What do you know about Joel Embiid’s injury to the Philadelphia 76ers?

What do you know about Joel Embiid's injury to the Philadelphia 76ers?

The Sixers easily swept the Brooklyn Nets without their biggest star on Saturday — but team officials offered few details about the knee sprain that persisted. Joel Embiid out of Game 4.

Embiid sprained his right knee in the Sixers’ Game 3 home win last Thursday. Sixers head coach Doc Rivers said over the weekend that Embiid has a 50-50 chance of returning to play on April 29, Game 1 of the second round of the NBA Playoffs.

Here’s what to know about knee sprains, how to treat them, and what Embiid’s coaches might think as he prepares to return to the court.

What is a knee sprain?

A knee sprain occurs when one of the ligaments in the knee is stretched, said Ryan Baer, ​​a sports physical therapist and founder of FLASH Momentum, a physical therapy practice in West Chester.

There have been few details made public about Embiid’s particular injury, and it’s unclear exactly what structures were damaged in his knee, said Dr. Alyssa Maroli, a physical medicine and rehabilitation specialist at Jefferson Health MossRehab and the Einstein Spine Institute. Bair and Marulli were not involved in Embiid’s care.

After game three, Embiid reported swelling and pain in his right knee and underwent an MRI, which revealed a sprain, team officials said.

“They notice he has swelling in his knee joint, which means it’s something intra-articular: inside the knee joint,” Maroli said, “rather than the muscles or tendons around it.”

The Sixers also did not specify if Embiid tore the ligaments or overstretched them. A ligament tear would be more serious and take longer to recover, Peer said.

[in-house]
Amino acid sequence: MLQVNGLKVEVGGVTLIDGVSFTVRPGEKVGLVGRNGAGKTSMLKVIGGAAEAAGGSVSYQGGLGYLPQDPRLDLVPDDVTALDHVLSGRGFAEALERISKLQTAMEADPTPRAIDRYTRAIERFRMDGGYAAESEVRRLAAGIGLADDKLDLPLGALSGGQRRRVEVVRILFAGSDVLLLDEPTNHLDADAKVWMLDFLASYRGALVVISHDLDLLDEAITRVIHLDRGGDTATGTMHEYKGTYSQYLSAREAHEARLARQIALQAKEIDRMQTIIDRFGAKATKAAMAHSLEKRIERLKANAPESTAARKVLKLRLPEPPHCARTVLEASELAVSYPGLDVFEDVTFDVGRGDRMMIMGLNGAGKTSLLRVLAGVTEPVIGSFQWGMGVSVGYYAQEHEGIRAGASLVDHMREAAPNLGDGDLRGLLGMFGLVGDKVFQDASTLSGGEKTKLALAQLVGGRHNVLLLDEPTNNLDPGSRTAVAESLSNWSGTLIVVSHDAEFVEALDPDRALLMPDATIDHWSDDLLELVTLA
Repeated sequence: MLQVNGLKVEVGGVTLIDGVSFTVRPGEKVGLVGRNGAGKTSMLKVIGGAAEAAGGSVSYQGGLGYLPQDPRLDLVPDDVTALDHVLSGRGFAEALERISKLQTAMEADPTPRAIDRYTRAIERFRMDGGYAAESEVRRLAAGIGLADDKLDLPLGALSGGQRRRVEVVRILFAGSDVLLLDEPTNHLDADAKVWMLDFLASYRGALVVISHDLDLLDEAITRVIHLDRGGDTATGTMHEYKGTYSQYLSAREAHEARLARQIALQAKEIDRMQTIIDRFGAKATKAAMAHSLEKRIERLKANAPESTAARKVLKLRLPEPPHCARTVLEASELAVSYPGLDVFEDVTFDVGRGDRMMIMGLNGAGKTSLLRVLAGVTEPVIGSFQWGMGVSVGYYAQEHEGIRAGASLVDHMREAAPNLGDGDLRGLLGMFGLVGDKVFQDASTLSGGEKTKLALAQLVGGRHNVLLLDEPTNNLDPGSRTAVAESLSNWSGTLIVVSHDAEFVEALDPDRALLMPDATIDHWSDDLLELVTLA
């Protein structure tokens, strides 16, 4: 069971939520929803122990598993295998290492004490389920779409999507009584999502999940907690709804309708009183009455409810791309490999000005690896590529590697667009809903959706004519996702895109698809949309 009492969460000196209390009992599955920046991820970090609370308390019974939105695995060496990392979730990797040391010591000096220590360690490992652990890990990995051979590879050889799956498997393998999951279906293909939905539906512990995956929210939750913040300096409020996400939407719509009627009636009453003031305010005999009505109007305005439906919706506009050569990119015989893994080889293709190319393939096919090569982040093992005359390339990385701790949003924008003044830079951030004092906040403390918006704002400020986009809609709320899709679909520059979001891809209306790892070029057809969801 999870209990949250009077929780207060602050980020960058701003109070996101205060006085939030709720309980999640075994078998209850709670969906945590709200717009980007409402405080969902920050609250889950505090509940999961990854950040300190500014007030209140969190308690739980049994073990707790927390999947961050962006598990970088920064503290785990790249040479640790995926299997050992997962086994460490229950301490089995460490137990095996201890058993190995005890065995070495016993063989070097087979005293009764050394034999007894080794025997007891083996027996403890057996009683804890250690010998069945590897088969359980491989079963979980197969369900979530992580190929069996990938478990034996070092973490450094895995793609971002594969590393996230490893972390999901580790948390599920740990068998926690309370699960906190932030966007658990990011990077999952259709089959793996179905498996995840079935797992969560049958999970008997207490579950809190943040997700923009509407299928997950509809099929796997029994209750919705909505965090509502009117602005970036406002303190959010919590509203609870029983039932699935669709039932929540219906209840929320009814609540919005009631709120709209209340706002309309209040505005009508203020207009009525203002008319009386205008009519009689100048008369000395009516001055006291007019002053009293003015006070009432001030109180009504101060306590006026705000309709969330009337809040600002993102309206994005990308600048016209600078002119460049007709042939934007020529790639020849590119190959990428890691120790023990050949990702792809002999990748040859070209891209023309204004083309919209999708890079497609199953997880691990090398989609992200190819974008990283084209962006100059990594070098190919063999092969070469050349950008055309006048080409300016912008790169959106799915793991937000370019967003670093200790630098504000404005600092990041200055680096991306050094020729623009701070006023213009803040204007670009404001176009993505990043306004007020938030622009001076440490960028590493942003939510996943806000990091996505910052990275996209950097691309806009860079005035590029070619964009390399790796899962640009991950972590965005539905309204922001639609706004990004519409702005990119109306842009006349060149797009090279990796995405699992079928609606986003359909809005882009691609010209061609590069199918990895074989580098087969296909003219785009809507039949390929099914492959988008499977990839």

How do you twist the knee?

Knee sprains occur when you twist the knee too much or sustain a direct impact, such as during a fall.

Maroli said basketball players sometimes cause a knee sprain by landing awkwardly after a jump—getting off a jump and twisting the knee, or landing on an overextended knee.

“Balance exercises are really important in basketball in particular—sometimes you land on one leg, and you have to keep balance,” said Baer.

Knee sprains are common among athletes but it can happen to anyone.

How is a knee sprain treated?

Ice and compression help reduce swelling.

Maroli said coaches who work with professional athletes may use cryotherapy, a treatment that uses extreme cold, or give anti-inflammatory medications.

“Especially given where we’re at in the postseason, you definitely want to reduce that swelling,” Maroli said.

While he recovers, Beer said, Embiid will likely work on balance exercises with his trainers, strengthening his quadriceps and hamstrings. Single-leg exercises and plyometrics, or exercises that involve jumping, can help athletes maintain strength and better control of the muscles that support the knee joint, Maroli said.

For his clients, Bair uses single-leg deadlifts, in which the patient balances on one leg and hinges from the hip to lower and lift the weight, to help develop better muscle control around the injured knee.

How fast can I recover from a sprained knee?

Recovery time varies depending on the severity of the sprain and which major ligaments around the knee were injured.

Sprains often take weeks to months to heal Embiid’s recovery will look a little different than the average person’s. Getting ready to play a basketball game a week after a sprained knee is “a little bit faster than most people do,” Bear said. “[The Sixers’ trainers] They give him a lot more than anyone else might get.”

Bear said Embiid’s return on Saturday looks “possible,” though he may not have regained full strength.

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